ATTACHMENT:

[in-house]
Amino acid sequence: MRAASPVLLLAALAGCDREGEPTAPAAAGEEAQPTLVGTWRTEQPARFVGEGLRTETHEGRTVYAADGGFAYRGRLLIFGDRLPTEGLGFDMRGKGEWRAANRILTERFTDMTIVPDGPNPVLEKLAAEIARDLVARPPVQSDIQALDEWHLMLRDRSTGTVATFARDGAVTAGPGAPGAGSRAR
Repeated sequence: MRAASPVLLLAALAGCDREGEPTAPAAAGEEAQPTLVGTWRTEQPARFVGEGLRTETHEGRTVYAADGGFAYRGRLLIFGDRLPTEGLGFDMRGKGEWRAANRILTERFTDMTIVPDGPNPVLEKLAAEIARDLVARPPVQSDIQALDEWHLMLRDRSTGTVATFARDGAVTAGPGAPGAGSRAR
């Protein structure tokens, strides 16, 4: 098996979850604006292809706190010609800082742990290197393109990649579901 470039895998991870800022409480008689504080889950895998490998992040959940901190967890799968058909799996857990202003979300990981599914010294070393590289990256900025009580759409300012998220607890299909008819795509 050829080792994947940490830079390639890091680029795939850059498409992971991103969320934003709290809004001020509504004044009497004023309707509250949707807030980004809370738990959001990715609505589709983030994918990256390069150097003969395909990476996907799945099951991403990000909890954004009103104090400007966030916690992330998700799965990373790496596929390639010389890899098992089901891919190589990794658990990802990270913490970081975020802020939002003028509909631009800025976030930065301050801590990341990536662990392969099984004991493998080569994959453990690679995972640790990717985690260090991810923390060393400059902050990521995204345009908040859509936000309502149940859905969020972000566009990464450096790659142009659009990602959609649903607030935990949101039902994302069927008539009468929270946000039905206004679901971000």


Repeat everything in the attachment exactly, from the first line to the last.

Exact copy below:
[in-house]
Amino acid sequence: MRAASPVLLLAALAGCDREGEPTAPAAAGEEAQPTLVGTWRTEQPARFVGEGLRTETHEGRTVYAADGGFAYRGRLLIFGDRLPTEGLGFDMRGKGEWRAANRILTERFTDMTIVPDGPNPVLEKLAAEIARDLVARPPVQSDIQALDEWHLMLRDRSTGTVATFARDGAVTAGPGAPGAGSRAR
Repeated sequence: MRAASPVLLLAALAGCDREGEPTAPAAAGEEAQPTLVGTWRTEQPARFVGEGLRTETHEGRTVYAADGGFAYRGRLLIFGDRLPTEGLGFDMRGKGEWRAANRILTERFTDMTIVPDGPNPVLEKLAAEIARDLVARPPVQSDIQALDEWHLMLRDRSTGTVATFARDGAVTAGPGAPGAGSRAR
């Protein structure tokens, strides 16, 4: 098996979850604006292809706190010609800082742990290197393109990649579901 470039895998991870800022409480008689504080889950895998490998992040959940901190967890799968058909799996857990202003979300990981599914010294070393590289990256900025009580759409300012998220607890299909008819795509 050829080792994947940490830079390639890091680029795939850059498409992971991103969320934003709290809004001020509504004044009497004023309707509250949707807030980004809370738990959001990715609505589709983030994918990256390069150097003969395909990476996907799945099951991403990000909890954004009103104090400007966030916690992330998700799965990373790496596929390639010389890899098992089901891919190589990794658990990802990270913490970081975020802020939002003028509909631009800025976030930065301050801590990341990536662990392969099984004991493998080569994959453990690679995972640790990717985690260090991810923390060393400059902050990521995204345009908040859509936000309502149940859905969020972000566009990464450096790659142009659009990602959609649903607030935990949101039902994302069927008539009468929270946000039905206004679901971000």